Page 4 - The Growth Region
P. 4

About the Oxford-Cambridge Arc

       The Oxford-Cambridge arc is one of several names given to the 130-mile line of towns and cities
       arcing  between  Oxford  and  Cambridge.  The  region  can  be  thought  of  as  a  quadrilateral,
       encompassing the area between Oxford in the west and Cambridge in the east, and stretching
       from Northampton and Milton Keynes  in the north to as far as Luton in the south.

       Each  location  within  this  Oxford-Cambridge  arc  boasts  a  very  productive  knowledge  economy
       and centres of advanced manufacturing, meaning that the region has strong potential for growth
       and is set to become not only a national asset but one which competes on the world stage. The
       National  Infrastructure  Commission  (NIC)  –  tasked  with  making  recommendations  about  the
       region’s development – believes the region could support a further 700,000 jobs by 2050 and
       increase the UK’s gross value added (GVA) by £163billion . The NIC calls this a “once in a lifetime”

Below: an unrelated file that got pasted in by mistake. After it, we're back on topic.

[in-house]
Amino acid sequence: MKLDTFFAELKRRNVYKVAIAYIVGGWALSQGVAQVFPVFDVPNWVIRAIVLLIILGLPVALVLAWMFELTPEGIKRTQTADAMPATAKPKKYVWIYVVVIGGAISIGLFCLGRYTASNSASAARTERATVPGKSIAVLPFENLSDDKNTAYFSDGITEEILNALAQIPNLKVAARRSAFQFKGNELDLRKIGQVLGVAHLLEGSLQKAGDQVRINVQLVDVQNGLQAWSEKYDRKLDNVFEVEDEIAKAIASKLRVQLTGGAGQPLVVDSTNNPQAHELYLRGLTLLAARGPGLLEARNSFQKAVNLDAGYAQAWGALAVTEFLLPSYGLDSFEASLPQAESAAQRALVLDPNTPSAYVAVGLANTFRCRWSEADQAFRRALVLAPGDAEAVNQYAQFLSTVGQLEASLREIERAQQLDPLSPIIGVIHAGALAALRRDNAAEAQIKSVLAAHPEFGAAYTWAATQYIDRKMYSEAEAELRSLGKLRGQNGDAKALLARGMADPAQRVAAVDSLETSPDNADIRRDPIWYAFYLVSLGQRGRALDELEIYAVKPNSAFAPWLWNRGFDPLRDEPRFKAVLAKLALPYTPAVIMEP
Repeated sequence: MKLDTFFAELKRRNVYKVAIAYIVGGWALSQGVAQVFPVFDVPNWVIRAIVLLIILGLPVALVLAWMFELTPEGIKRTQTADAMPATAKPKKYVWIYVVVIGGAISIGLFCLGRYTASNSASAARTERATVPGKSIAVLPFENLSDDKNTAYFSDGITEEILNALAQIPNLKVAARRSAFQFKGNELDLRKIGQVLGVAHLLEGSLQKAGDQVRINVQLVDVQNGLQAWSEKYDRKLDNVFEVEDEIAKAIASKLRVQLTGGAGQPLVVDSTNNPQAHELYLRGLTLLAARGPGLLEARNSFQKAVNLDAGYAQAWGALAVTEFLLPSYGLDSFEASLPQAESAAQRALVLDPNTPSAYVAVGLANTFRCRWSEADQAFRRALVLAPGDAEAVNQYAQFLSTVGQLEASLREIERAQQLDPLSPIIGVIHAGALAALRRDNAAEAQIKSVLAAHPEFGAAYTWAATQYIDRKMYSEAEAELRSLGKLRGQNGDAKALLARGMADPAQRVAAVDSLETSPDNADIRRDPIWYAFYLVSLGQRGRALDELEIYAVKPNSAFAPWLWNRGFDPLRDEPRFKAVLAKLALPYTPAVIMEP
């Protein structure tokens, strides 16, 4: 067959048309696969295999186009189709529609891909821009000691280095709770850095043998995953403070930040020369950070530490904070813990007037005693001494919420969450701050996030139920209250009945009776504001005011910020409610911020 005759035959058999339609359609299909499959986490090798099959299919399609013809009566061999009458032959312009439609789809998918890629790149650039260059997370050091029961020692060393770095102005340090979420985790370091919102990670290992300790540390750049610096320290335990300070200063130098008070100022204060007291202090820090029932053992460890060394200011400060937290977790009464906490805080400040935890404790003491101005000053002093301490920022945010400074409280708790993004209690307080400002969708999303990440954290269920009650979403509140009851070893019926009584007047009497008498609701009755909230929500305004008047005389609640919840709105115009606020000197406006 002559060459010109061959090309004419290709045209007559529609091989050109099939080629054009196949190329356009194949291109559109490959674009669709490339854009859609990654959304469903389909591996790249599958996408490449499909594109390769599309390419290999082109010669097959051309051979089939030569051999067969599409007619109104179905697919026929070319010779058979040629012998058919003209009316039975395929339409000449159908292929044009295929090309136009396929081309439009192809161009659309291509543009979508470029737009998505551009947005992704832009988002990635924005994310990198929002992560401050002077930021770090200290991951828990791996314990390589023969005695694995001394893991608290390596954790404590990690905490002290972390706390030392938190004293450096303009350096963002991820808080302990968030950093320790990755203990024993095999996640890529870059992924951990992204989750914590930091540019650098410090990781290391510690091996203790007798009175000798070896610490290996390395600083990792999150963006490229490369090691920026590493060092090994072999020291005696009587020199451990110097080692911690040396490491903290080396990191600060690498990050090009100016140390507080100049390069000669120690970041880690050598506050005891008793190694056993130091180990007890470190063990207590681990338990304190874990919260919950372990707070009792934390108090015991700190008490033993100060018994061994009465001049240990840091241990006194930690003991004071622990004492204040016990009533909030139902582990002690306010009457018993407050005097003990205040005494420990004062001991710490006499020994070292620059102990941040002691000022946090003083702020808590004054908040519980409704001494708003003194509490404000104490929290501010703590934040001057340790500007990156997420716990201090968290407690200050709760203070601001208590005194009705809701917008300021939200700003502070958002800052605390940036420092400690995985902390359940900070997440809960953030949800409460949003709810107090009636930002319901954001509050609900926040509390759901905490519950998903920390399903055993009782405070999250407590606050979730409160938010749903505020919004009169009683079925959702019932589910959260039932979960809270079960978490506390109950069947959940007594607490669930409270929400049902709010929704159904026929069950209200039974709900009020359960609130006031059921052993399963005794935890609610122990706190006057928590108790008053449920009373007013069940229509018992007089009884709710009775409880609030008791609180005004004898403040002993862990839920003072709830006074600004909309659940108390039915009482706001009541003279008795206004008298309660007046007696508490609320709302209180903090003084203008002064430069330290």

growth opportunity.

       However,  the  Oxford-Cambridge  arc  faces  a  serious  housing  shortage,  potentially  diminishing
       business’ ability to attract and retain workers, and consequently threatening the overall vision.
       Poor transport links and other infrastructure issues could worsen the problem. At present, the
       region’s towns and cities are each well-connected to London, but not to one another.

       To address the housing situation, the government has committed to building up to one million
       new homes within the region by 2050 . This presents an excellent opportunity for those with land
       to sell, as well as developers of housing and associated facilities.

       Regarding  connectivity,  the  government  plans  to  spend  up  to  £3.5billion  on  a  road  linking
       Cambridge,  Milton  Keynes  and  Oxford  –  the  Oxford  to  Cambridge  Expressway.  A  railway
       connecting East Anglia with central, southern and western England – the East West Rail – is also
       being planned. The government has earmarked more than £100 million for the next stage of the
       latter project, which is scheduled for completion by 2024 .
       Such deadlines might seem a long way off, but future success is not guaranteed and you should
       be already preparing if you want to benefit from this opportunity. If you don’t others will.

                                    2             Cambridge I London I Milton Keynes I Northampton
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